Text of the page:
Demon in a Bottle: Bright Hill Road (2021)-Reviewed


Addiction is often a never ending cycle, one some people find themselves trapped repeating their entire lives. Such a cycle is one Marcy (Siobhan Williams) finds herself in, in Robert Cuffley’s Bright Hill Road. 

Marcy, an HR manager at her company, suffers from severe alcoholism. Her life is consumed by her addiction and it leaves very little room for her to do her job well. The consequences of brushing off her responsibilities come crashing down one day when a man she recently fired makes good on his threats and shows up with a gun. While Marcy hides in a bathroom, the man mows down her coworkers and when the carnage ends, she’s placed on leave to deal with her trauma. 

Wracked with guilt, Marcy heads west to visit her sister in California. Stopping to rest, she comes upon Bright Hill Road Boarding House. Looking to kick back for a few days and process her grief, her reprieve becomes an endless nightmare. What appeared to be a refuge run by a kindly Ms. Inman (Agam Darshi) turns into a claustrophobic house of horrors where Marcy will have to confront more than her inner demons. 

 If you couldn’t tell, Bright Hill Road is a lot. It throws you right into the fire, barely letting you get to know Marcy before the tragedies start. This is by design as you’re meant to uncover the many mysteries about her and her addiction as she comes face to face with them inside the house. The demonic voice of her alcoholic and abusive father taunts her at every turn. A mysterious bottle of wine keeps reappearing despite her either drinking it down or dumping it in the sink. Her efforts to get a hold of her sister become increasingly difficult. A mysterious man shows up hiding his own dark secrets. And every time she tries to leave, Marcy finds herself right back inside, too disoriented to understand why or how. 

The best haunted house stories are the ones that force the haunted to confront some sort of real life trauma by way of the supernatural. The Shining tackles addiction and abuse. Relic transposes a mind shattered by dementia onto the maze-like hallways of the victim’s house. Here, it’s no different, Marcy struggling with addiction and the memory loss that comes with it, frantically running in circles trying piece the fragments of her mind back together. The claustrophobic camerawork is excellent at slowly boxing you and Marcy in. The walls close in and the boarding house becomes a purgatory of sorts, a cyclical nightmare one can only escape after a profound truth is finally understood. 

The problem that Bright Hill Road frequently runs into is that despite some eerily evocative filmmaking, it just doesn’t say anything effectively. Unlike the other, better haunted house films mentioned, the execution is deeply muddled. Of course, addiction is debilitating. And? Of course traumatic events emotionally paralyze you. And? Marcy, and the viewer by proxy, are put through the wringer only to meet a payoff that feels both obvious and alarmingly misguided. The third act “twist” detailing what this place is and who Ms. Inman and the other guest are feel obvious from the jump. That’s not a major problem because the film is scary and thrilling enough to excuse that. What is inexcusable are the conclusions the film reaches.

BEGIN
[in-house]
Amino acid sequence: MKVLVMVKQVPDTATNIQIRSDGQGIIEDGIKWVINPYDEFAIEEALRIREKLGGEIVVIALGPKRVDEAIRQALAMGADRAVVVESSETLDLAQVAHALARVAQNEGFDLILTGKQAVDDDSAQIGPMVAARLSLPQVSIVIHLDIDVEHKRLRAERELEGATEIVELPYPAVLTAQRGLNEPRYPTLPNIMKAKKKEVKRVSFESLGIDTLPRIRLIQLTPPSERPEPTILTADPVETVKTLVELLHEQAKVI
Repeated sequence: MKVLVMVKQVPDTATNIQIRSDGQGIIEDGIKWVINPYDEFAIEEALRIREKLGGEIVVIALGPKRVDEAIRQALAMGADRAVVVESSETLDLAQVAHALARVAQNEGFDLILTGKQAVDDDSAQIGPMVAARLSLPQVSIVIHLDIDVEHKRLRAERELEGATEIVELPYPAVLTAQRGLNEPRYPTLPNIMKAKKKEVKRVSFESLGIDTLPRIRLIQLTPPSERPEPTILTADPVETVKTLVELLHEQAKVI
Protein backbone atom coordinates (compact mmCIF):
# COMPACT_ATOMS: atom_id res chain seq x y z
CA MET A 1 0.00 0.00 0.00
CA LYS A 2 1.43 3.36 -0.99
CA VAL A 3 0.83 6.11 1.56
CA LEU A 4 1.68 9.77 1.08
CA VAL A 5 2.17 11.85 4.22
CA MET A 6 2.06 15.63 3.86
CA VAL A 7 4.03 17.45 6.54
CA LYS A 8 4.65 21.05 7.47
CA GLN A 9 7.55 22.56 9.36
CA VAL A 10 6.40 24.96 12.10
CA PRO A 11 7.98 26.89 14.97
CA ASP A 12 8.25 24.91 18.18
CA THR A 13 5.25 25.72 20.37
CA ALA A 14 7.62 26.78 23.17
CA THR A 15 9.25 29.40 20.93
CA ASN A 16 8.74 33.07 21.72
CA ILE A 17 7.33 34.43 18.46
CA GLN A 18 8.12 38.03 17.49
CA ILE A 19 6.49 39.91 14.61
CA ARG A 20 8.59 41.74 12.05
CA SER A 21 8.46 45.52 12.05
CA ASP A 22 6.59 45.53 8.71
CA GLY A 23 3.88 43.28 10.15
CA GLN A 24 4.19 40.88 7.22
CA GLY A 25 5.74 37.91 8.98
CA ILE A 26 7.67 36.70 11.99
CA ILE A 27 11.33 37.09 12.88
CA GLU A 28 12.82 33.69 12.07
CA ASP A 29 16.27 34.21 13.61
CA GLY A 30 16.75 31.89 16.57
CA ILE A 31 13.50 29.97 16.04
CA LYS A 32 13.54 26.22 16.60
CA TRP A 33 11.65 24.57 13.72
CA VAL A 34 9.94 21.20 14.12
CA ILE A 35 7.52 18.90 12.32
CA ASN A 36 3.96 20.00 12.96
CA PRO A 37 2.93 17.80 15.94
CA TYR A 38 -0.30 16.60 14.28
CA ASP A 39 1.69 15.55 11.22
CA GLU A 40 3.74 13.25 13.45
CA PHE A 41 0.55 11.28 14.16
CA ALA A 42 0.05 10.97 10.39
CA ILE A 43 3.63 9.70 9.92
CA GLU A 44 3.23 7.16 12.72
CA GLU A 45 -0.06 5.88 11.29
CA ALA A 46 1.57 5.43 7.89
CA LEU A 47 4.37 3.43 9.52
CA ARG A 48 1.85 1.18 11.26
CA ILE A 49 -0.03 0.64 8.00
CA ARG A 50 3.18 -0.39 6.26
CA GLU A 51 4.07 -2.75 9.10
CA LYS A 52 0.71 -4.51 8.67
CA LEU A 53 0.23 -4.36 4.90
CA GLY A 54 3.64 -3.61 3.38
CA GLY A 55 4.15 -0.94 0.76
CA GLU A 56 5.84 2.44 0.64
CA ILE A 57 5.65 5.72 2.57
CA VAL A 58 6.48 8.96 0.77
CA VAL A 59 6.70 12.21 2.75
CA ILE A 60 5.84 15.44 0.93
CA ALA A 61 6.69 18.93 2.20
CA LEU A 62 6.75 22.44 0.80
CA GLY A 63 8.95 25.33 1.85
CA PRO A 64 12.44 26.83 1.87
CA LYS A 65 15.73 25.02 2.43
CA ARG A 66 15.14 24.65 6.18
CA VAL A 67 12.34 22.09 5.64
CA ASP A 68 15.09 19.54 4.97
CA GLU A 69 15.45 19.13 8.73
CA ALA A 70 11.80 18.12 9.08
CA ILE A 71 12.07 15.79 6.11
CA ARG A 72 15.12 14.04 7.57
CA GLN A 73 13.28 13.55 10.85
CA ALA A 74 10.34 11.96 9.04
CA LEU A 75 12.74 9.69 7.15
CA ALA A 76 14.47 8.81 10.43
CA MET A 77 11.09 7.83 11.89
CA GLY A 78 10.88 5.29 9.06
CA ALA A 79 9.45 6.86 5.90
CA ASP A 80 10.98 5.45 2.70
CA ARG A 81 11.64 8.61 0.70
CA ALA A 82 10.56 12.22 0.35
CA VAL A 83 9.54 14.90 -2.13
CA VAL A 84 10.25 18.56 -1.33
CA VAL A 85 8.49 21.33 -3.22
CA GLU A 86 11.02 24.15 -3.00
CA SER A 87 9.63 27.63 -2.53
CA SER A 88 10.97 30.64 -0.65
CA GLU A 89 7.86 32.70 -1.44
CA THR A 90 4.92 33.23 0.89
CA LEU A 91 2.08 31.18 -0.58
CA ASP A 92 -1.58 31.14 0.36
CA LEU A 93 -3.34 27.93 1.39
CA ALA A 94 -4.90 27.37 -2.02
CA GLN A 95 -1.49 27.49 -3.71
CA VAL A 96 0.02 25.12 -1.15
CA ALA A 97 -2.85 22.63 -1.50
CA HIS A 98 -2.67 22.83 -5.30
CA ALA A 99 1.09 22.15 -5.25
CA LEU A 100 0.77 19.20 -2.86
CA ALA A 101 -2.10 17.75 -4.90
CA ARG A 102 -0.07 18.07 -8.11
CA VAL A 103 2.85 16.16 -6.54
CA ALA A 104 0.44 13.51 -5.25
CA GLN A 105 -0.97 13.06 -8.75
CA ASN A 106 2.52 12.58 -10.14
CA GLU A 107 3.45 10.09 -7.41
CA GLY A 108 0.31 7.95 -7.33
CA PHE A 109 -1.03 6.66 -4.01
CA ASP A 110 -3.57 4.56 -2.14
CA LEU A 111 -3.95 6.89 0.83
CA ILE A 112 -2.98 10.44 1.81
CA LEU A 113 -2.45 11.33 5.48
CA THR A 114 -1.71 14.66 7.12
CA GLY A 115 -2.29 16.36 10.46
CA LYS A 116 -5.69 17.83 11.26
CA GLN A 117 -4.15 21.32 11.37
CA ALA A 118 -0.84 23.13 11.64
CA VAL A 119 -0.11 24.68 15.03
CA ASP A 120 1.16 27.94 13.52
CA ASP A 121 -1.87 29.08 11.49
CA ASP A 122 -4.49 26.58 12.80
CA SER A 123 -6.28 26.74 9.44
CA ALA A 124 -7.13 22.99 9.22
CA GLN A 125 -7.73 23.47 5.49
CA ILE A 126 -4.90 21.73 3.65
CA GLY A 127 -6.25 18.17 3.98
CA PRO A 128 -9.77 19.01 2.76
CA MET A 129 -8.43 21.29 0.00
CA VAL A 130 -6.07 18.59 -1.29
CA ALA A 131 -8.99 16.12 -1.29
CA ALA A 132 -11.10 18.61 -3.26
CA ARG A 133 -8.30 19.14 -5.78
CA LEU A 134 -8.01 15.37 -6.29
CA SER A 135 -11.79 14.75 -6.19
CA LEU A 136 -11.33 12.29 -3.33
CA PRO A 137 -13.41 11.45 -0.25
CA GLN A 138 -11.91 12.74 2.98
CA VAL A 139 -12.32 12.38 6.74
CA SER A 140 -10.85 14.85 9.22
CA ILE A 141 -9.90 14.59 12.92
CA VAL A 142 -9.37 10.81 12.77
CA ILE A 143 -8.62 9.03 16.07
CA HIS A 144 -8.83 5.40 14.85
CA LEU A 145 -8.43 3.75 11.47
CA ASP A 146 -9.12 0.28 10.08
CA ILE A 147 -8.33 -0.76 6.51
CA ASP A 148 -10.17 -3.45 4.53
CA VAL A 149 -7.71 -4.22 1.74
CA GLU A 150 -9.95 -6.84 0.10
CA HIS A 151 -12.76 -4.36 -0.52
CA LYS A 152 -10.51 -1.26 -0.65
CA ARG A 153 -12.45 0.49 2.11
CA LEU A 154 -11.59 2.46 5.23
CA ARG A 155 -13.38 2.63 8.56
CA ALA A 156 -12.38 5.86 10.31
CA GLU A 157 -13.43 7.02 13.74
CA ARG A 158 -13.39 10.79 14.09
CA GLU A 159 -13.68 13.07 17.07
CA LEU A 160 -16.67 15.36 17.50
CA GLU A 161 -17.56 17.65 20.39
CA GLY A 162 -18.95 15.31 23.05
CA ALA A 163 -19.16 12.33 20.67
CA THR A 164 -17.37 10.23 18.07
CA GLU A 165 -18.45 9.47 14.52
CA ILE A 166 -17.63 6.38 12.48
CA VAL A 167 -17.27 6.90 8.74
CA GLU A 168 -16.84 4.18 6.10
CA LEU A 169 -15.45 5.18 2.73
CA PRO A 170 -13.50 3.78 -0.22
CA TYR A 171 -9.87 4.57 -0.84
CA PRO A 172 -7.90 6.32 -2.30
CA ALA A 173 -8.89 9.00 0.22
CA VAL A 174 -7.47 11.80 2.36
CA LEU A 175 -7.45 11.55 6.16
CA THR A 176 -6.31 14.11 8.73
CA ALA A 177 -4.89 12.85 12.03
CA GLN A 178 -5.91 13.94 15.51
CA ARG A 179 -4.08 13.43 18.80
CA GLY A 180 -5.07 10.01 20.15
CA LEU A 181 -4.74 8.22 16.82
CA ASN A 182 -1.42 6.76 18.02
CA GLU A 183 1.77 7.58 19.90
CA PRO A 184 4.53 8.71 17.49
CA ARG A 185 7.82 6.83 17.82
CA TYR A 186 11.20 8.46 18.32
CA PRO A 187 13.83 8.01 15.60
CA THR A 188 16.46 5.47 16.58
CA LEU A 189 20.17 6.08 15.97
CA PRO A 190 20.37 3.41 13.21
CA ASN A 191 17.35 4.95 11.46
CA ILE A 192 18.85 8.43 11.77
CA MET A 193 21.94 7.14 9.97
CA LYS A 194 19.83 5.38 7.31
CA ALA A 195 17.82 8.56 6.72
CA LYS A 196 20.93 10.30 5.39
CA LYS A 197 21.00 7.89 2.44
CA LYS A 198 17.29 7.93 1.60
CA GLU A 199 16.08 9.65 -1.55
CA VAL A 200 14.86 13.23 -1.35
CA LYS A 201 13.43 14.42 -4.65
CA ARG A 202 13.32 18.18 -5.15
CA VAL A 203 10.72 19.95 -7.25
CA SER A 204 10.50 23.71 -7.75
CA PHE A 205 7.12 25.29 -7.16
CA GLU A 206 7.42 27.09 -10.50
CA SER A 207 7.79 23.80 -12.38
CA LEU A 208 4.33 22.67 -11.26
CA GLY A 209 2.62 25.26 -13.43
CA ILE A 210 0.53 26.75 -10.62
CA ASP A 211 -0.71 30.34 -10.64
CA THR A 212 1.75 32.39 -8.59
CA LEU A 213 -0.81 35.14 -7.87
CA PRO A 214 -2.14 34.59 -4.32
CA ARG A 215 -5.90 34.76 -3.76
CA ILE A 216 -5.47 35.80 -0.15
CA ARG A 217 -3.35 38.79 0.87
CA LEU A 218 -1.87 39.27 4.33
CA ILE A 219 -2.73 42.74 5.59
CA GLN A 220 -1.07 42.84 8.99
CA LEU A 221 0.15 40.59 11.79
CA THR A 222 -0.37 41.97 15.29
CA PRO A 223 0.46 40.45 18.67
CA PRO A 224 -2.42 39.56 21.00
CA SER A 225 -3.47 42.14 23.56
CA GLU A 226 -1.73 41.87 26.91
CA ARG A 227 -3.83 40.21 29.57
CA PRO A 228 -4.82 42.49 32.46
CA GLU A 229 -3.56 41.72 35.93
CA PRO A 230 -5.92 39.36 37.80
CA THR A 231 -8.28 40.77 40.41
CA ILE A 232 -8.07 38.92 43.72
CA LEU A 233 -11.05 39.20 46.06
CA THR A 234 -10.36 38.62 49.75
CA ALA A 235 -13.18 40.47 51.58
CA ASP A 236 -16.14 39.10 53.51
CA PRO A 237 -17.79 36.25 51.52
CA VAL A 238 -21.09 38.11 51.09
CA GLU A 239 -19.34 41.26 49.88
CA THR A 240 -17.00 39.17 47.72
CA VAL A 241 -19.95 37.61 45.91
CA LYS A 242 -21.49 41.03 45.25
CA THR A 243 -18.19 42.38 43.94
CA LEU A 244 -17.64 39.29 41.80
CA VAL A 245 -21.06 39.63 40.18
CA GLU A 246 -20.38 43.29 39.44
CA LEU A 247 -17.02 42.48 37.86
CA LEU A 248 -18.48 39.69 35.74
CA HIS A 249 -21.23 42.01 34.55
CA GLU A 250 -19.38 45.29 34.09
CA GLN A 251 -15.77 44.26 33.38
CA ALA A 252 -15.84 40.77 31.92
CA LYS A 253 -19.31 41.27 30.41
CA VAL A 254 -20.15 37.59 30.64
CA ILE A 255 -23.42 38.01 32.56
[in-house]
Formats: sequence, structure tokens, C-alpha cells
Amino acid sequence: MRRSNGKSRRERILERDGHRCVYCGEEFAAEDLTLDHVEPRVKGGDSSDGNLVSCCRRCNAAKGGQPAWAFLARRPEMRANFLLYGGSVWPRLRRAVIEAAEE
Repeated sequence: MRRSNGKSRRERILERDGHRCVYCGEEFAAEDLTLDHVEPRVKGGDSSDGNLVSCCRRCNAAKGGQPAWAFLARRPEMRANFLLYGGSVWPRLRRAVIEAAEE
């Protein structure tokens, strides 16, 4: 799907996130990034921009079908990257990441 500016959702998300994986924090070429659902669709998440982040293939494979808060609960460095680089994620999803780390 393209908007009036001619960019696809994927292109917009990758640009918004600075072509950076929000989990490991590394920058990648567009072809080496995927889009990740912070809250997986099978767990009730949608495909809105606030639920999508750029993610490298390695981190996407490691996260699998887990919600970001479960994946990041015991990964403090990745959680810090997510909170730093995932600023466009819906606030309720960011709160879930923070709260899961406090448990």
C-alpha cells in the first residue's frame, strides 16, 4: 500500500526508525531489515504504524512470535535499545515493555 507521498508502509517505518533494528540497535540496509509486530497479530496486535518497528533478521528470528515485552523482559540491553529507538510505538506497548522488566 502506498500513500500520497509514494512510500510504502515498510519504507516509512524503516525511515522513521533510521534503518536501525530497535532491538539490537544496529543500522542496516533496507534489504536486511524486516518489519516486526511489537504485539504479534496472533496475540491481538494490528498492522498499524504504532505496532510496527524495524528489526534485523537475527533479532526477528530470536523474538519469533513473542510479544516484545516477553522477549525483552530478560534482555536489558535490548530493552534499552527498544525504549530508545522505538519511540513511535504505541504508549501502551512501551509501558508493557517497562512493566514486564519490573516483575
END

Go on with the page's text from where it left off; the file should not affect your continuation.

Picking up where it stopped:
There’s a bizarre demonization of addiction and of Marcy running through the film that never coalesces. It’s undeniable that people are responsible for their own actions even while under the influence but the point writer Susie Maloney seems to hitting at is that if you just say you’re sorry, it’ll all be better. Again, apologizing is a big step in recovery. You can’t excuse dangerous, negligent or reprehensible behavior because you were drunk. However, there’s no effort made to explore why Marcy turned to alcohol to cope. No effort to dig into how trauma begets trauma. We get surface level “father issue” stuff which is never fleshed out and at a certain point feels tacked on to make you feel sorry for her. The film almost goes out of its way to make Marcy the villain and it never really recovers. 

One could make the argument that that’s the point. That society treats addicts like villains and that through her terrible actions lies a human being that deserves empathy. That’s fair. There’s just no nuance here and any attempt to reckon with the many faces of addiction is often discarded for another jump scare.

 A film doesn’t need to make the “correct” point to valuable as art but Bright Hill Road is far too hollow and muddled to register beyond a good premise. It’s consistently kneecapped by tedious running in circles, hitting the same point over and over again before it reaches a conclusion seen from a mile away. This kind of subject matter deserves better than superficial platitudes and hokey frights disguised as a “challenging” psychological thriller. 

-Brandon Streussnig